How a Greenwich Village brownstone became known as the ‘House of Death’

October 12, 2018

Photo of 14 West 10th Street via Wikimedia; Photo of Mark Twain via Wikimedia

Despite its picturesque exterior, the building at 14 West 10th Street in Greenwich Village has a not-so-cute history. Since being constructed in the 1850s near the start of the Civil War, 22 people have died in the home, referred to as the House of Death. And as the New York Post reported, some of their spirits allegedly have never left. Residents have reported sightings of the spirit of Samuel Clemens aka Mark Twain, who lived at the building between 1900 and 1901, and other bone-chilling ghosts who have haunted the Greenwich Village block for over a century.

Located near Washington Square Park, No. 14 was home to many NYC big-wigs, including the wife of James Boorman Johnson, who founded the Metropolitan Underground Railroad. Twain, who only lived in the home for one year and died in Connecticut, is said to still haunt the home.

Sightings of the author in a white suit have been reported on the first floor and near the staircase. In the 1930s, a mother and daughter said they saw a ghost resembling Twain sitting near a window. Allegedly, the spirit said, “My name is Clemens and I has a problem here I gotta settle.”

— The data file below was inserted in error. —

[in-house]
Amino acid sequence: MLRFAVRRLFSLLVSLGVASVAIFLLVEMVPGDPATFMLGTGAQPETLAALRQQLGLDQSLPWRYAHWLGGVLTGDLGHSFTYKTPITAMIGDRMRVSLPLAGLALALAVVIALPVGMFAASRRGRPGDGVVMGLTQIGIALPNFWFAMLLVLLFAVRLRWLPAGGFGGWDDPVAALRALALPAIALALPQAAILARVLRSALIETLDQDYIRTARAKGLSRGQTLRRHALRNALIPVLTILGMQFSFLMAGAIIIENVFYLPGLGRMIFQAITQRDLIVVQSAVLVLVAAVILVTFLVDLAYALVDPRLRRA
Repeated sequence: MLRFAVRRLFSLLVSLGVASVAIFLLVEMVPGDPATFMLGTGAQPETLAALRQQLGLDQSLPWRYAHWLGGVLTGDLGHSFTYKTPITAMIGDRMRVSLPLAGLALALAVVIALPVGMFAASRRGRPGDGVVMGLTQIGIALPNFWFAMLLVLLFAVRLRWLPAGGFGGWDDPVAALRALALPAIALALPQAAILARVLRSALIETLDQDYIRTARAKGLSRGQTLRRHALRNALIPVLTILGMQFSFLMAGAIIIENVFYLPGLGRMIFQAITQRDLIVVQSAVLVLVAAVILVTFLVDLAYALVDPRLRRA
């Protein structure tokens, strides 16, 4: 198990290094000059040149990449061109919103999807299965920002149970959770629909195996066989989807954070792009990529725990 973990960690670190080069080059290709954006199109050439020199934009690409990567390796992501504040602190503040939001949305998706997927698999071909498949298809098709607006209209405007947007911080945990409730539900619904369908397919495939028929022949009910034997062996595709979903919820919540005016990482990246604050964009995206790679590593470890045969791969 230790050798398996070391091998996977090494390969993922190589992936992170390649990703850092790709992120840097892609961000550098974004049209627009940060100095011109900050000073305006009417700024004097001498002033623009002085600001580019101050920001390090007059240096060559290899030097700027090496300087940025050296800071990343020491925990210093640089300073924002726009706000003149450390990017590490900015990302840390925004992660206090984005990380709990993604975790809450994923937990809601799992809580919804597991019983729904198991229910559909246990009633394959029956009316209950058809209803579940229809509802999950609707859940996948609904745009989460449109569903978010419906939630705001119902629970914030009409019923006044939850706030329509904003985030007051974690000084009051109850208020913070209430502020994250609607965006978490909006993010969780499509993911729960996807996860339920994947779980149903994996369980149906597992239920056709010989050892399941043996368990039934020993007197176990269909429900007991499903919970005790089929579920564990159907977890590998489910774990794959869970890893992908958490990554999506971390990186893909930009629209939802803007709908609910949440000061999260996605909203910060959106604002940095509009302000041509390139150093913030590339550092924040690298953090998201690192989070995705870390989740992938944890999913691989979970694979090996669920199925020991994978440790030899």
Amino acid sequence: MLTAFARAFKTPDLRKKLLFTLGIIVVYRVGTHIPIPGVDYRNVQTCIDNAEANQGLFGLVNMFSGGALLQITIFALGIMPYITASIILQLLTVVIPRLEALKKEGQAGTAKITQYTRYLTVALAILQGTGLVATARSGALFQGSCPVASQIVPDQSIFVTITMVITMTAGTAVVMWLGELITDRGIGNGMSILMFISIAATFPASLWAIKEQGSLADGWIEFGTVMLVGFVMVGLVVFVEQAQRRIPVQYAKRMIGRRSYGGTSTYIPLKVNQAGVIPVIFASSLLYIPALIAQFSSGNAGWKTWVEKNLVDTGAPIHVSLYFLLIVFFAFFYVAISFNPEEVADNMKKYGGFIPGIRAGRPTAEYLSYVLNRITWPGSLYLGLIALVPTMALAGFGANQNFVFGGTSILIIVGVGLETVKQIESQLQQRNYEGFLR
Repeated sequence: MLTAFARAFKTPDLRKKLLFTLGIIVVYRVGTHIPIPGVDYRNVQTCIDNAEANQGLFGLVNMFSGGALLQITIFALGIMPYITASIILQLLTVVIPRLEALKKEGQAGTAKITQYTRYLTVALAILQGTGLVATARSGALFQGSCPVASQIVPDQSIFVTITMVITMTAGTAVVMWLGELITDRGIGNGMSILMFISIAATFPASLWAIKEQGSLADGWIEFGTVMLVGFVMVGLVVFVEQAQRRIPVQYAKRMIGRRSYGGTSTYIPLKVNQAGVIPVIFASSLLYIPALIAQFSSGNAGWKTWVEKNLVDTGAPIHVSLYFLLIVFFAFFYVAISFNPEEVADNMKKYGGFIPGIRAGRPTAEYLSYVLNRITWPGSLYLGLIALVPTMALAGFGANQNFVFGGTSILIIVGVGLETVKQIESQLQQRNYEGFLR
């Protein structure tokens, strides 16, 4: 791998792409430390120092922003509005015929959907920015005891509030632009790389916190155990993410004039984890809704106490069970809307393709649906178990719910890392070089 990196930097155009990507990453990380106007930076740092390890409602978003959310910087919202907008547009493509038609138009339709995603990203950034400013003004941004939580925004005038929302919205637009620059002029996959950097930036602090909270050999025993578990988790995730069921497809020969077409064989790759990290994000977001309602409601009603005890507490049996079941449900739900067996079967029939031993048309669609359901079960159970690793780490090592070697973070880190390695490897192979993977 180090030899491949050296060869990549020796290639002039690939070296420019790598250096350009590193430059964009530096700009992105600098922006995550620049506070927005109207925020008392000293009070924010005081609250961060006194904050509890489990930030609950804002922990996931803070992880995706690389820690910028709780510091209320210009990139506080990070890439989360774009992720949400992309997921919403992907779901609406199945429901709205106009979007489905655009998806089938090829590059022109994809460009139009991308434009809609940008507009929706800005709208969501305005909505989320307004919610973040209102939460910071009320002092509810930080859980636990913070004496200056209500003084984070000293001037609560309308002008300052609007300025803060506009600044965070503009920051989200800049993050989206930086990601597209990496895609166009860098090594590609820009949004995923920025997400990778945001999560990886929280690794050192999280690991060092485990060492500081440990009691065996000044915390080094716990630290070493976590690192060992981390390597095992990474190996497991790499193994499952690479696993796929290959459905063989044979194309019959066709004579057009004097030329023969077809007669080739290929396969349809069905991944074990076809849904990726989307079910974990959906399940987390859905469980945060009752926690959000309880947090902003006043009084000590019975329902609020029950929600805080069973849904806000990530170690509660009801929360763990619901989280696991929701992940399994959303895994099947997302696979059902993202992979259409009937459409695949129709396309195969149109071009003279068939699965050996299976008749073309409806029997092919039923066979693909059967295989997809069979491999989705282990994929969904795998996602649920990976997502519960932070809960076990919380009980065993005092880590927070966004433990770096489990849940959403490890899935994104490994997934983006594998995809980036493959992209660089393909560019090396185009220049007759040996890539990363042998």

A few years after this sighting, the single-family home was converted into a 10-unit apartment building. The hauntings did not stop. According to the Post, actress Jan Bryant Bartell and her husband moved in 1957 into an apartment on the top floor of 14 West 10th Street. Almost immediately, Bartell felt a “monstrous moving shadow that loomed up behind her.”

In a memoir published years after she left the home, Bartell wrote about feeling a brush against the back of her neck and smelling a rotting odor throughout her apartment. One day she saw a vision of a man and she reached out to touch him. She wrote that she touched a “substance without substance. Chilly, damp. Diaphanous as marsh mist or a cloud of ether.”

Bartell and her husband called a paranormal expert and a medium to investigate. The medium felt something (or many things) dead under the floorboards, possibly a young girl, an aborted child, and a small gray cat. After unsuccessfully cleansing the home of any nasty spirits, the couple left the home.

Years later, an actual monster resided at 14 West 10th Street. In November of 1987, former attorney Joel Steinberg beat his partner’s six-year-old daughter into a coma, and later to death. Steinberg was convicted of first-degree manslaughter and later landed mandatory parole in 2004. The Post reported last year that Steinberg is currently living in an apartment in Harlem.

Despite its dark name, the House of Death may not be Manhattan’s most haunted house. Some say it’s the Merchant’s House Museum, where seven family members died in the home, their funerals held in the front parlor.


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